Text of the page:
Adonijah then sacrificed sheep, cattle and fattened calves at the Stone of Zoheleth near En Rogel. He invited all his brothers, the king’s sons, and all the royal officials of Judah, but he did not invite Nathan the prophet or Benaiah or the special guard or his brother Solomon.
Then Nathan asked Bathsheba, Solomon’s mother, “Have you not heard that Adonijah, the son of Haggith, has become king, and our lord David knows nothing about it? Now then, let me advise you how you can save your own life and the life of your son Solomon. Go in to King David and say to him, ‘My lord the king, did you not swear to me your servant: “Surely Solomon your son shall be king after me, and he will sit on my throne”? Why then has Adonijah become king?’ While you are still there talking to the king, I will come in and add my word to what you have said.” So Bathsheba went to see the aged king in his room, where Abishag the Shunammite was attending him. Bathsheba bowed down, prostrating herself before the king. “What is it you want?” the king asked. She said to him, “My lord, you yourself swore to me your servant by the Lord your God: ‘Solomon your son shall be king after me, and he will sit on my throne.’ But now Adonijah has become king, and you, my lord the king, do not know about it. He has sacrificed great numbers of cattle, fattened calves, and sheep, and has invited all the king’s sons, Abiathar the priest and Joab the commander of the army, but he has not invited Solomon your servant. My lord the king, the eyes of all Israel are on you, to learn from you who will sit on the throne of my lord the king after him. Otherwise, as soon as my lord the king is laid to rest with his ancestors, I and my son Solomon will be treated as criminals.”
While she was still speaking with the king, Nathan the prophet arrived. And the king was told, “Nathan the prophet is here.” So he went before the king and bowed with his face to the ground. Nathan said, “Have you, my lord the king, declared that Adonijah shall be king after you, and that he will sit on your throne? Today he has gone down and sacrificed great numbers of cattle, fattened calves, and sheep. He has invited all the king’s sons, the commanders of the army and Abiathar the priest. Right now they are eating and drinking with him and saying, ‘Long live King Adonijah!’ But me your servant, and Zadok the priest, and Benaiah son of Jehoiada, and your servant Solomon he did not invite. Is this something my lord the king has done without letting his servants know who should sit on the throne of my lord the king after him?”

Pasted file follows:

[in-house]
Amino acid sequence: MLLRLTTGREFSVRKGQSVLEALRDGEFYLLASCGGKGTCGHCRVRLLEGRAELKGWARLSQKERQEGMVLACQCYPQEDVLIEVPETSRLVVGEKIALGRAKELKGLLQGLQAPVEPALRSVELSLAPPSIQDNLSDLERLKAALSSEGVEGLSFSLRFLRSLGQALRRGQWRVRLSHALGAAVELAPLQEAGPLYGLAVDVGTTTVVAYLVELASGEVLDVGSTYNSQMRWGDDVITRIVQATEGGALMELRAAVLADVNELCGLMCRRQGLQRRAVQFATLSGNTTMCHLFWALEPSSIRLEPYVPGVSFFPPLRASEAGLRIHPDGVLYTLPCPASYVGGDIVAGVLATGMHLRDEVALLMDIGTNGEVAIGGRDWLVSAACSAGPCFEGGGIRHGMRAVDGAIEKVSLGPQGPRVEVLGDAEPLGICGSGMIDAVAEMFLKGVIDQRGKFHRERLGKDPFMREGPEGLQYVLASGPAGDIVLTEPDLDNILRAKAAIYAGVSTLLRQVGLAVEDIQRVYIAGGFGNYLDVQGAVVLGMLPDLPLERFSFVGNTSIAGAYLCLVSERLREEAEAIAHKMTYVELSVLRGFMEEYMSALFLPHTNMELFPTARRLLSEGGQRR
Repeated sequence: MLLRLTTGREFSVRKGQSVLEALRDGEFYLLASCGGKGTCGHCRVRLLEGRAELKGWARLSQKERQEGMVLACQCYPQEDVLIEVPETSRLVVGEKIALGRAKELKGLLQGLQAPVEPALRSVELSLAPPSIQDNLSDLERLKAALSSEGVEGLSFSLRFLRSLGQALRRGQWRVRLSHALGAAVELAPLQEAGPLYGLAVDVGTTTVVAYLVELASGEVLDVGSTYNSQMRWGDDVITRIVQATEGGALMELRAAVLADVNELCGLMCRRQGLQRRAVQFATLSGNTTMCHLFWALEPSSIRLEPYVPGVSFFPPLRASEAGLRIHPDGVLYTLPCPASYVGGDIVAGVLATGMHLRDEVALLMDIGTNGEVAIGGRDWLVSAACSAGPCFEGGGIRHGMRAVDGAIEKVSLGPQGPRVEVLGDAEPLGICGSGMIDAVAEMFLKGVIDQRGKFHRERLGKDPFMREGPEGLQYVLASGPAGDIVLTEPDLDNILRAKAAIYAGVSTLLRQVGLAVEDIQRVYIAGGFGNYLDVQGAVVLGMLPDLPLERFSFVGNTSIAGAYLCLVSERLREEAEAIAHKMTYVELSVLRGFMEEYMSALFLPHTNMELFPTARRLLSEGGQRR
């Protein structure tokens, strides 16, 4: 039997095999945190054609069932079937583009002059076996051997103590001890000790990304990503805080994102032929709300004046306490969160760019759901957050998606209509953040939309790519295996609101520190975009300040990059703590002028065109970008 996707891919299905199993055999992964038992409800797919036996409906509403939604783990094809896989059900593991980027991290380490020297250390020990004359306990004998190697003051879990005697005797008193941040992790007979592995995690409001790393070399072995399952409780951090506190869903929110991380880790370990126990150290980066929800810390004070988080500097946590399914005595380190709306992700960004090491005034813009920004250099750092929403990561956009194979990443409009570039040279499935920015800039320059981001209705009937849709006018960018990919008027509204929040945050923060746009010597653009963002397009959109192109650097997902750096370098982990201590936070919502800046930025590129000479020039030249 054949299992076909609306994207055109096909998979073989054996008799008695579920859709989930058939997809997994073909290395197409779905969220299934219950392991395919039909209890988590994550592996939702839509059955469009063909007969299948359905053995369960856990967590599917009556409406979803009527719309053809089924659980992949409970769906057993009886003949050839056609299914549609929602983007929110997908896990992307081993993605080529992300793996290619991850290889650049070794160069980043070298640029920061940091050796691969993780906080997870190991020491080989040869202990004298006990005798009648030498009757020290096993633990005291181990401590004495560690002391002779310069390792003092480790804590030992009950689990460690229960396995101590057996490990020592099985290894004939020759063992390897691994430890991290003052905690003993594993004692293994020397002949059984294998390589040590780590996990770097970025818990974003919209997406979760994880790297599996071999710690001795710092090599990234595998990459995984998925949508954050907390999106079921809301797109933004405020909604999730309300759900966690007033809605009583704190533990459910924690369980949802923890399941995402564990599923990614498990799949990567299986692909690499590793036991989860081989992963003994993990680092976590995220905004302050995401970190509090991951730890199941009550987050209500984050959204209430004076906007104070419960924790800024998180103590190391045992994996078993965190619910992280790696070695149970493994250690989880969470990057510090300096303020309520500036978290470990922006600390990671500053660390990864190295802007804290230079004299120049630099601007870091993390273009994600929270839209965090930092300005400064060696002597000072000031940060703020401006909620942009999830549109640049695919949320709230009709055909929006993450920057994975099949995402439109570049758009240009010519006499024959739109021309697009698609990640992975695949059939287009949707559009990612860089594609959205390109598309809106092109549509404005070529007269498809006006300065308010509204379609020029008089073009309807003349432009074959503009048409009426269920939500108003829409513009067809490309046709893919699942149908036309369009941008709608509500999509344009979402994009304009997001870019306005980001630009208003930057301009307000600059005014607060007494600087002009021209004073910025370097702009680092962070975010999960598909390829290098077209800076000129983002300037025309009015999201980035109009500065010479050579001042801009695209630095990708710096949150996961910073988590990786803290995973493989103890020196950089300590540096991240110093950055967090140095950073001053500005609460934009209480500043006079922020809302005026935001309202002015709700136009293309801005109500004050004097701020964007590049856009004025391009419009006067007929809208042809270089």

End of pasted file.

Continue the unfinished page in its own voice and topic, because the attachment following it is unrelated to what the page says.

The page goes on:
Then King David said, “Call in Bathsheba.” So she came into the king’s presence and stood before him. The king then took an oath: “As surely as the Lord lives, who has delivered me out of every trouble, I will surely carry out this very day what I swore to you by the Lord, the God of Israel: Solomon your son shall be king after me, and he will sit on my throne in my place.” Then Bathsheba bowed down with her face to the ground, prostrating herself before the king, and said, “May my lord King David live forever!”
This is a story of intrigue and manoeuvring for power.
Strong characters inhabit this text. Adonijah, never challenged by his father (as we read on Saturday) is David’s eldest surviving son and very handsome. He is thought to be the king-in-waiting by almost everyone who counts. They accept his invitation to an inaugural feast. Nathan the prophet disagrees and takes the initiative to scupper Adonijah’s succession attempt. He recruits Bathsheba as a willing ally. Solomon, interestingly, does not plead his case in person, nor is his opinion sought or stated. David is a very old man but still holds the reins of power, and it is his decision which holds sway.
How did the writers and editors of the book of Kings intend us to read this episode? I think the lesson they probably intended is along the lines of, “Do what you will humanly speaking, but God’s purpose will out.” But the attempts to secure power, not only by Adonijah but also by Nathan on behalf of Solomon, leave a nasty taste in my mouth. Then, as now, it is profoundly sad when a nation, a business, a family, or a church, are structured in such a way that people feel they have to vie for power and do others down in the process.
This being the season of Advent my mind turns to Matthew’s genealogy which spells out for us that David’s true successor, twenty eight generations down the line, lived differently. In all the Gospels Jesus emanates power, but never seeks it!
May our Advent journey strengthen that same characteristic in us as individual disciples and as church communities. May God’s Spirit sensitise us to any tendencies we have towards intrigue or manoeuvring for power, and cleanse us from it.
For the sake of your world, Lord, strengthen your Church in true humility and service. Root out from within us all hunger for power which lifts us up and damages others. Empower us to live differently in all spheres of life, from politics through to family relationships. May your kingdom come. Amen
The Rev’d Gwen Collins, member of Avenue St Andrews URC, retired minister